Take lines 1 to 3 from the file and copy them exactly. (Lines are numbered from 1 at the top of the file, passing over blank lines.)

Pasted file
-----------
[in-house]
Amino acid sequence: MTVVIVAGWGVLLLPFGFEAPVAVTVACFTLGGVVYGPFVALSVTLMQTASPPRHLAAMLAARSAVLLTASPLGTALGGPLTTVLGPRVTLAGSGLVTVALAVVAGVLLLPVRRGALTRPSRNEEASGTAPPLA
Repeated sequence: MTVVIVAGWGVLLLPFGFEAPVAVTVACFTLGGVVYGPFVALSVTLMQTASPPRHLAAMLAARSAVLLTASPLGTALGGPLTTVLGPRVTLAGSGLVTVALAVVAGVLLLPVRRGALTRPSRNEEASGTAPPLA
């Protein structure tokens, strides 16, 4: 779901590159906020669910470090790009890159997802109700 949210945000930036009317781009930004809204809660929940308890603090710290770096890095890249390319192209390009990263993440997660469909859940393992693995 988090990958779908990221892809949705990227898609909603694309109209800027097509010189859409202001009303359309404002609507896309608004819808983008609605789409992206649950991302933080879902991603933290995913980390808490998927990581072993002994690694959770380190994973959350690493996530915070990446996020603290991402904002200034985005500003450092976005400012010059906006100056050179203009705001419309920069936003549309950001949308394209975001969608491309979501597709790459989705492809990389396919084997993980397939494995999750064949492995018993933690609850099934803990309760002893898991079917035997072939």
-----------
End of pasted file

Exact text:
[in-house]
Amino acid sequence: MTVVIVAGWGVLLLPFGFEAPVAVTVACFTLGGVVYGPFVALSVTLMQTASPPRHLAAMLAARSAVLLTASPLGTALGGPLTTVLGPRVTLAGSGLVTVALAVVAGVLLLPVRRGALTRPSRNEEASGTAPPLA
Repeated sequence: MTVVIVAGWGVLLLPFGFEAPVAVTVACFTLGGVVYGPFVALSVTLMQTASPPRHLAAMLAARSAVLLTASPLGTALGGPLTTVLGPRVTLAGSGLVTVALAVVAGVLLLPVRRGALTRPSRNEEASGTAPPLA